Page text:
Psychology 101: Diana Danielle Discusses Challenges of Portraying Alzheimer’s on ‘Imaginur’

Thirsty for JUICE content? Quench your cravings on our Instagram, TikTok and WhatsApp

Earlier this year, the Malaysian film industry experienced a breath of fresh air when critics praised Nik Amir Mustapha’s romantic film, Imaginur.

The film was unlike anything else that had previously been released in the local arts scene; instead of downplaying a serious mental condition, it tastefully depicted the real-life struggles that Alzheimer’s disease patients face on a daily basis.

However, some fans of the film have voiced their opinions and thought that Nik Amir’s abstract approach to the subject was difficult to grasp, especially considering that the movie was told in a conceptual timeline.

From the left: Nik Amir Mustapha, Beto Kusyairy, and Diana Danielle. (source: Malay Mail)

Despite the confusion that some Malaysian audiences experienced, JUICE can confidently say that the film is still one of the best local movies released in the last decade.

Most viewers could also guess from the abstract approach that it must have been difficult for the actors to successfully depict the subject and dialogue in the film.

To answer this question, JUICE sat down with Diana Danielle, the actress who played the main character, Nur, to learn about some of the difficulties she encountered while bringing Imaginur to life.

(source: mStar)

JUICE: Hi Diana! Was it a challenge for you and the cast to portray Alzheimer’s on screen?

Diana: “I received a beautiful script, Imaginur, and I read it again and again, and I couldn’t understand a piece of it. I understood what it was; it was a simple love story about a man and a woman who fell in love, and it got foggy for the man because he couldn’t recollect a lot of memories because this was him when he was older. But in the context of reading a script with no visual context, I just didn’t know what was going on, so it felt like I was also suffering from Alzheimer’s just reading the script. In the end, however, it was beautifully done and translated by a group of very talented filmmakers, Nik Amir and Redza Minhat.”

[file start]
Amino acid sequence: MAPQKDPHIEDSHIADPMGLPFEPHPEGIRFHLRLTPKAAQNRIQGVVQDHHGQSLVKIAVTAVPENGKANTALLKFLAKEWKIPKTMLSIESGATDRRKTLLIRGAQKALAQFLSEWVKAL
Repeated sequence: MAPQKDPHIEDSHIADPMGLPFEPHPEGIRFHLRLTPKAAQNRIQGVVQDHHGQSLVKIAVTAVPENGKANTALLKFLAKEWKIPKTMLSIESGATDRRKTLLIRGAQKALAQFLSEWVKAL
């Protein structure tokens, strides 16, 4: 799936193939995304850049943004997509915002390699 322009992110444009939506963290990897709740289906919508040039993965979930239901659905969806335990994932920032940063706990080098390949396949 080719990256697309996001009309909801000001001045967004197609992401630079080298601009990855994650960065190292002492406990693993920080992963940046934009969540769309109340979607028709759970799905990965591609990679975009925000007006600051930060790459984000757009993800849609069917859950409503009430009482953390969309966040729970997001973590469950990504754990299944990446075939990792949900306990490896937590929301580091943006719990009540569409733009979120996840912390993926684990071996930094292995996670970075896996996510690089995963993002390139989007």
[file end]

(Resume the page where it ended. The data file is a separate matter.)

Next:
Diana Danielle as Nur in ‘Imaginur’ (2023). (source: 300th)

JUICE: Do you think there should be more local films that discuss mental illnesses?

Diana: “I think we should have more (of them), but (they must be done) with good intentions. You have to be careful not to play up something that is as serious and make it woke because that’s where people start churning for the sake of churning. Yes, people are talking about mental health, but it has to be done in a tasteful manner or else it’s just noise.”

(source: @OhMyPerlis via X)

JUICE: Do you think the audience is able to understand the struggles of Alzheimer’s based on what was shown in the film?

Diana: “I think they have a glimpse of Alzheimer’s, how people with the condition tend to repeat the same thing, and how they’re living in a loop. They can see how certain memories are gone forever, and there are certain memories that are just haunting them every single day. I’ve heard a story of a woman in her nineties who could still recite the Qur’an, but didn’t remember her children. So, that’s what Alzheimer’s can do; it’s selective memory that the brain holds, but lets go of every other thing that it deems unimportant.”

(source: @OhMyPerlis via X)

JUICE: How do you cope through tough times when you’re facing mental health struggles?

Diana: “Everybody has different ways of dealing with their issues. When life throws so many random things at you, you might want things to be one way, but you find that they become something different, and it makes you question life. Sometimes you also question why you’re alive, but you have to pull yourself together and have some pep talk to get yourself that little juice to continue and take it a day at a time. You will then realise that so many answers will be uncovered, and they will teach you all this wisdom and (uncover) gems that will take you forward. There are also issues that I thought were big and would break me down if I had faced them five years ago, but the same issues popped up again today and I’d be like, ‘Oh, I’ve dealt with these issues before and this is how you handle them.'”

(source: Casey’s Movie Mania)

From the short conversation we had with Diana, it can be concluded that portraying the abstract film and its heavy subject was not an easy task for the cast, but they still managed to pull it off flawlessly.

Diana also mentioned that it was difficult to shoot the film because it began in 2020, right before the pandemic, and the actors felt that the complex timeline portrayed in Imaginur was also reflected during filming.

Nonetheless, the actress believes that the film provided a good starting point for other filmmakers to attempt to depict the struggles of people suffering from mental illnesses on the big screen.

Watch the full interview here:


View this post on Instagram


A post shared by JUICE Malaysia (@juicemy)

Asking for help is not a sign of weakness.

If you or anyone you know is lonely, distressed, or having negative thoughts, please call these Malaysian hotlines:

Contact: +603-76272929
Email: [email protected]
Website | Facebook | Twitter

Contact: 15999
WhatsApp: +6019-2615999
Email: [email protected]
Website | Facebook

Daily (12pm – 12am)
Contact: 1800-18-2327
Email: [email protected]
Facebook | Instagram

For a more thorough directory of resources, head over to the websites of Malaysian Mental Health Association or MINDAKAMI.

Juice WhatsApp banner